Vue 3 Composition API: A Deep Dive into Reactivity

Vue 3 introduces the Composition API, a powerful addition that provides a more flexible and modular way to organize and reuse code in your components. One of the key aspects of the Composition API is its emphasis on reactivity, allowing you to create components that dynamically update in response to changes in your data. In this article, we’ll take a comprehensive look at the Vue 3 Composition API with a focus on understanding reactivity.

Understanding Reactivity in Vue 3

Reactive Data Properties

In Vue 3, reactivity is achieved through the reactive function. Let’s create a simple example to demonstrate reactivity:

// Import the reactive function from Vue
import { reactive } from 'vue';

// Create a reactive data object
const userData = reactive({
  name: 'John Doe',
  age: 25,

// Access and update reactive properties
console.log(;  // Output: John Doe
userData.age = 26;

The reactive function makes the properties of the userData object reactive, so any changes to these properties will trigger updates in the UI.

Reactivity in the Composition API

Ref and Reactive

The Composition API introduces the ref and reactive functions for creating reactive references and reactive objects, respectively. Let’s see how they work:

import { ref, reactive } from 'vue';

// Creating a reactive reference
const count = ref(0);

// Creating a reactive object
const user = reactive({
  name: 'Alice',
  age: 30,

// Updating reactive properties
count.value++;  // Incrementing count
user.age = 31;   // Updating user's age

Computed Properties and Watchers

Computed Properties

Computed properties allow you to derive values based on other reactive properties, ensuring that they update automatically when the dependencies change.

import { ref, computed } from 'vue';

const price = ref(10);

// Creating a computed property
const discountedPrice = computed(() => {
  return price.value * 0.9; // 10% discount

console.log(discountedPrice.value); // Output: 9

Understanding the setup Function in Vue 3 Composition API:

The setup function is a fundamental part of the Vue 3 Composition API. It is used in Single File Components (SFCs) to set up and organize the component’s logic. The setup function runs before the component is created, and it provides a new and flexible way to define reactive data, computed properties, methods, and more.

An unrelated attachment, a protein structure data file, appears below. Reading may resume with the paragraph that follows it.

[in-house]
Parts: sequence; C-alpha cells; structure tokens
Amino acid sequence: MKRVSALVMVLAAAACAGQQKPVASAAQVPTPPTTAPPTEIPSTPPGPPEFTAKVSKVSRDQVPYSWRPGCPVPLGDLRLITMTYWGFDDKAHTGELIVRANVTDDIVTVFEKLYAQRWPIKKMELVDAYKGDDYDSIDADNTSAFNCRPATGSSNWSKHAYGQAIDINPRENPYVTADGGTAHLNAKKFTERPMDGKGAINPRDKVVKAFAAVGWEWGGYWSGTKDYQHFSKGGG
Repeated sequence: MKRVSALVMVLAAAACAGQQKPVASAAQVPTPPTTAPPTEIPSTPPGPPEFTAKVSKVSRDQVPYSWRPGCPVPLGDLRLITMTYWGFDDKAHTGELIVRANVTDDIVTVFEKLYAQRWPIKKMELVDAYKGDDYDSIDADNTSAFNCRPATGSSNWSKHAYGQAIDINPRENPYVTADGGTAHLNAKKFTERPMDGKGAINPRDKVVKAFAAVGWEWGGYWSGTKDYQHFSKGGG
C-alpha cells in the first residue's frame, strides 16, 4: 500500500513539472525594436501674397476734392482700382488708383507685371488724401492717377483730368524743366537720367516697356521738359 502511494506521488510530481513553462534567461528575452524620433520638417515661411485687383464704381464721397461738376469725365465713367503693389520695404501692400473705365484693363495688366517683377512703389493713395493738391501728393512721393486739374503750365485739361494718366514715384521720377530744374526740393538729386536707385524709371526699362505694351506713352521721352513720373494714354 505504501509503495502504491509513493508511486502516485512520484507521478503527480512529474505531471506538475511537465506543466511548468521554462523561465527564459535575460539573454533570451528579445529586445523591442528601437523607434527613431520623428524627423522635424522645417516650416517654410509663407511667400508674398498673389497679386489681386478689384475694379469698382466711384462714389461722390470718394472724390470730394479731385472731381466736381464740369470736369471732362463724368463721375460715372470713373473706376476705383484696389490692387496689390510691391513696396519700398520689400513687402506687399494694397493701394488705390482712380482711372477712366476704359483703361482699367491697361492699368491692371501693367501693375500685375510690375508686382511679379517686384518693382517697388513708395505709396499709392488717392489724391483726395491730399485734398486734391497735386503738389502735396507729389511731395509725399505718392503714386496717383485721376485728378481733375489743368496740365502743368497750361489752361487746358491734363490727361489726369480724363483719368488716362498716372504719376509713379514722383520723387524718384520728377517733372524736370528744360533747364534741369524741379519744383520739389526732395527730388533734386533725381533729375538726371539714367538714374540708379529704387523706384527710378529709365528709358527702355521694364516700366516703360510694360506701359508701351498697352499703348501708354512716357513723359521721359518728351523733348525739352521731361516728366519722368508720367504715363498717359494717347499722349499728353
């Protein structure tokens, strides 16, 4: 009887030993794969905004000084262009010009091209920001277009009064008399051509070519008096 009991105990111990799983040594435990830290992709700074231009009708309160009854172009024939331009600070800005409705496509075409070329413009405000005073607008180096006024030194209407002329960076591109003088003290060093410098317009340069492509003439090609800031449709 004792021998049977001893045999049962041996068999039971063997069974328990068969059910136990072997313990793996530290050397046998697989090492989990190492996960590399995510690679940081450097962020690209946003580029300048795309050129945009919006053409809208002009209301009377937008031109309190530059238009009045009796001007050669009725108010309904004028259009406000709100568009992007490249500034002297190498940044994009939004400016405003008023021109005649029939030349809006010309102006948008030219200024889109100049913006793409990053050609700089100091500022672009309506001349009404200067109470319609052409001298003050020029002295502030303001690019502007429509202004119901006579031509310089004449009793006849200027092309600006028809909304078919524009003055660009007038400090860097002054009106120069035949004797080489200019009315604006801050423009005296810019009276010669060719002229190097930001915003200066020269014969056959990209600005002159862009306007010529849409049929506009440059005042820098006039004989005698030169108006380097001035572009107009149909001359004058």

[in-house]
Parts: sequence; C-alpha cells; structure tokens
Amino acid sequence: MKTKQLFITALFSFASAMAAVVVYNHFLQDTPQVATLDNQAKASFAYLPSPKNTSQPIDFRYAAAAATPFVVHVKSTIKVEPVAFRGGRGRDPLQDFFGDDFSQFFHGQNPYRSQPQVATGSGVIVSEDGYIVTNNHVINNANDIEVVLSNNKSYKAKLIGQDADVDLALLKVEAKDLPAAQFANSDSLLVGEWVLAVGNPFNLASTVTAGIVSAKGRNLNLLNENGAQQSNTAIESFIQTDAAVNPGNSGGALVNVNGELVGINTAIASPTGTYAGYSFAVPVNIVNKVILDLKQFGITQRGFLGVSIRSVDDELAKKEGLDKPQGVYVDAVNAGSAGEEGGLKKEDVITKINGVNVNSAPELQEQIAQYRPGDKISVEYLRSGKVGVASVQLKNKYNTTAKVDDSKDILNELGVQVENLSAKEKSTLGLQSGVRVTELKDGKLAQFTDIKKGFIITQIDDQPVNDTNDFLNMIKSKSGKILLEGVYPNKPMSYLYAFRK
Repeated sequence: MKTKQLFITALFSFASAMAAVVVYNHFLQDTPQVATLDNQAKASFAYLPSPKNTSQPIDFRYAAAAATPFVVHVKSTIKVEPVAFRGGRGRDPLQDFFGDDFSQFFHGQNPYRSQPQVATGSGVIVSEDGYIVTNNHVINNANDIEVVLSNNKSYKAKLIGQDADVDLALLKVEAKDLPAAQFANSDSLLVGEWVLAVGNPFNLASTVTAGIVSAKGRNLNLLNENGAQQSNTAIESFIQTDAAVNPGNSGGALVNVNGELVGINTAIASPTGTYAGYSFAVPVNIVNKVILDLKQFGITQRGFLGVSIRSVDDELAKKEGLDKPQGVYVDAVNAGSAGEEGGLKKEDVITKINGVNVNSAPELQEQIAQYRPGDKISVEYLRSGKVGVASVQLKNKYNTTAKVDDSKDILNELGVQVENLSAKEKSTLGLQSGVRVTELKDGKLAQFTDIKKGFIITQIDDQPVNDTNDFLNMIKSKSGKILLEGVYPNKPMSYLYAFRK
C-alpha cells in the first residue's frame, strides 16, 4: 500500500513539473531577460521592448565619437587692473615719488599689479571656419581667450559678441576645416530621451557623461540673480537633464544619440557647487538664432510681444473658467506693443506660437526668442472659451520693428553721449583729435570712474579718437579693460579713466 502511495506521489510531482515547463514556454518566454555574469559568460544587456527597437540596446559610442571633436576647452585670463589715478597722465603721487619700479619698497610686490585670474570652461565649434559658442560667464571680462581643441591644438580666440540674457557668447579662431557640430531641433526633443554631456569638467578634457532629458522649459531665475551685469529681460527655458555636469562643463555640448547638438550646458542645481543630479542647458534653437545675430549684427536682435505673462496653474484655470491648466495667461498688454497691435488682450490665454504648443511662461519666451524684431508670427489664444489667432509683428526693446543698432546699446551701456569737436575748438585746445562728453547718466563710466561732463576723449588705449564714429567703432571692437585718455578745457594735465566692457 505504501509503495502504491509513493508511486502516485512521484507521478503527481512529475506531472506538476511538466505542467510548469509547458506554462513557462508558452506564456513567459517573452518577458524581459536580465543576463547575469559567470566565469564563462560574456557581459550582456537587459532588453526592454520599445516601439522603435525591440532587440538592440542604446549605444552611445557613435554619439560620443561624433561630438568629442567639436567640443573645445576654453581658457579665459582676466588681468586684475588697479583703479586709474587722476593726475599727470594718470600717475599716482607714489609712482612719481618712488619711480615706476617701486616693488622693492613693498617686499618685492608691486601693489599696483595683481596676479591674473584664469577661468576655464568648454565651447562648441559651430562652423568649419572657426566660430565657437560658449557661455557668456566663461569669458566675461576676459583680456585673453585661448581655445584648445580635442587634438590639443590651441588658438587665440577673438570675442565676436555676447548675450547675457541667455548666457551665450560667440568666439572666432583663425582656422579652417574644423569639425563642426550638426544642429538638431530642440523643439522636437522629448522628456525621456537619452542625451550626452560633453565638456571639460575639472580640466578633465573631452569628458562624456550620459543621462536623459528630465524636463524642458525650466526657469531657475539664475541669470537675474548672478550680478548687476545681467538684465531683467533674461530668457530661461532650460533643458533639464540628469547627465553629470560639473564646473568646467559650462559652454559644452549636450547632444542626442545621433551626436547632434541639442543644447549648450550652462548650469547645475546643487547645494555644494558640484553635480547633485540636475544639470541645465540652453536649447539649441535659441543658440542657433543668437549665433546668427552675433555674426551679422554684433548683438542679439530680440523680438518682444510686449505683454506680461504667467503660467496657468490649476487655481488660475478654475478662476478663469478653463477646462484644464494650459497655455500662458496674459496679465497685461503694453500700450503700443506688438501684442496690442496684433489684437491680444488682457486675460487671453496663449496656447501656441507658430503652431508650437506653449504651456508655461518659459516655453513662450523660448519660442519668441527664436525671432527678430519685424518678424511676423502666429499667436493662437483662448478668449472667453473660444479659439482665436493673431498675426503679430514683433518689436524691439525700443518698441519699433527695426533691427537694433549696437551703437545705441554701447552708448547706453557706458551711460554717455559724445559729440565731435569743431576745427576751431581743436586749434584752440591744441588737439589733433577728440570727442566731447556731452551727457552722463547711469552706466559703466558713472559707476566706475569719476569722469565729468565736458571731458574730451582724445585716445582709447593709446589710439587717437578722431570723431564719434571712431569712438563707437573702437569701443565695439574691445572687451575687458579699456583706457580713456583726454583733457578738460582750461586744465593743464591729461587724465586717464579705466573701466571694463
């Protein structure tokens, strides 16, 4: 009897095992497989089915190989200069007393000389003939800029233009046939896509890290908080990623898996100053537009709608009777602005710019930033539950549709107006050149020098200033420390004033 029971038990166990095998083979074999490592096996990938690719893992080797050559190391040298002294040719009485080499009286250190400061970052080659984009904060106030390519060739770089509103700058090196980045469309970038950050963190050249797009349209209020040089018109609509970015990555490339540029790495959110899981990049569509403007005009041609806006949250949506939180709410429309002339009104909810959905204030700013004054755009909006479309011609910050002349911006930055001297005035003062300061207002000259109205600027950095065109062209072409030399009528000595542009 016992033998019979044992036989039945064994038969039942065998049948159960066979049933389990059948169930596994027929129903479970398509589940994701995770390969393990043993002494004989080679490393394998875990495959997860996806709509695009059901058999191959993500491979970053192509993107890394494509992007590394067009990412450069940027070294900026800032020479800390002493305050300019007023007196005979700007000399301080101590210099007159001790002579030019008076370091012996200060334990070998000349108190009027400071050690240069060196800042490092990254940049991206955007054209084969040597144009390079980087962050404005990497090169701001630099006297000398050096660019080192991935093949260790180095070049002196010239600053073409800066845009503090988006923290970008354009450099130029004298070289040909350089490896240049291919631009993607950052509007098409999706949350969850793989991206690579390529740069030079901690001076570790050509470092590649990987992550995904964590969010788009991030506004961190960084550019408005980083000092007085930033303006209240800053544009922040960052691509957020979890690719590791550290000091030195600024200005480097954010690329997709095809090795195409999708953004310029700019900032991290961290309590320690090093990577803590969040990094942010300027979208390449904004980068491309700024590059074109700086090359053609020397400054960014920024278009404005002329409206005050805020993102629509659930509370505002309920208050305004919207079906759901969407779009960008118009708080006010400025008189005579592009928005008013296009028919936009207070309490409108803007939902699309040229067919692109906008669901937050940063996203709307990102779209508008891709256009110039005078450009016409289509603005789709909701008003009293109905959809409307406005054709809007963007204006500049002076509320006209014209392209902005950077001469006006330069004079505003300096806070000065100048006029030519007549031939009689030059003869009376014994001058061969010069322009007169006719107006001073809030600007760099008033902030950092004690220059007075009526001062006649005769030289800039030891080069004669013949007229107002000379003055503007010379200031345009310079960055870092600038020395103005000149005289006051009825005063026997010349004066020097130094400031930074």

Here are some key aspects and ideas related to the setup function in Vue 3:

1. Basic Structure of the setup Function:

The setup function takes two arguments:

<script setup>
export default function (props, context) {
  // Component logic goes here
  • props: An object containing the props passed to the component.
  • context: An object containing various properties like attrs, slots, emit, etc.


Watchers are used to perform custom logic in response to changes in reactive properties. Let’s create a simple watcher:

import { ref, watch } from 'vue';

const count = ref(0);

// Creating a watcher
watch(() => {
  console.log(`Count changed to ${count.value}`);

// Triggering a change
count.value++;  // Output: Count changed to 1

Lifecycle Hooks in the Composition API

onMounted and onUnmounted

The Composition API provides the onMounted and onUnmounted lifecycle hooks for executing logic when a component is mounted and unmounted, respectively.

import { onMounted, onUnmounted } from 'vue';

const myComponent = {
  setup() {
    onMounted(() => {
      console.log('Component is mounted');

    onUnmounted(() => {
      console.log('Component is unmounted');

    // ... other setup logic

    return {
      // ... properties and methods

Conclusion: Leveraging Reactivity for Dynamic Vue 3 Components

The Vue 3 Composition API provides a flexible and powerful way to handle reactivity in your components. By using functions like reactive, ref, computed, and watch, you can create components that respond dynamically to changes in data. Understanding the principles of reactivity is crucial for mastering the Composition API and building robust and efficient Vue 3 applications. Happy coding!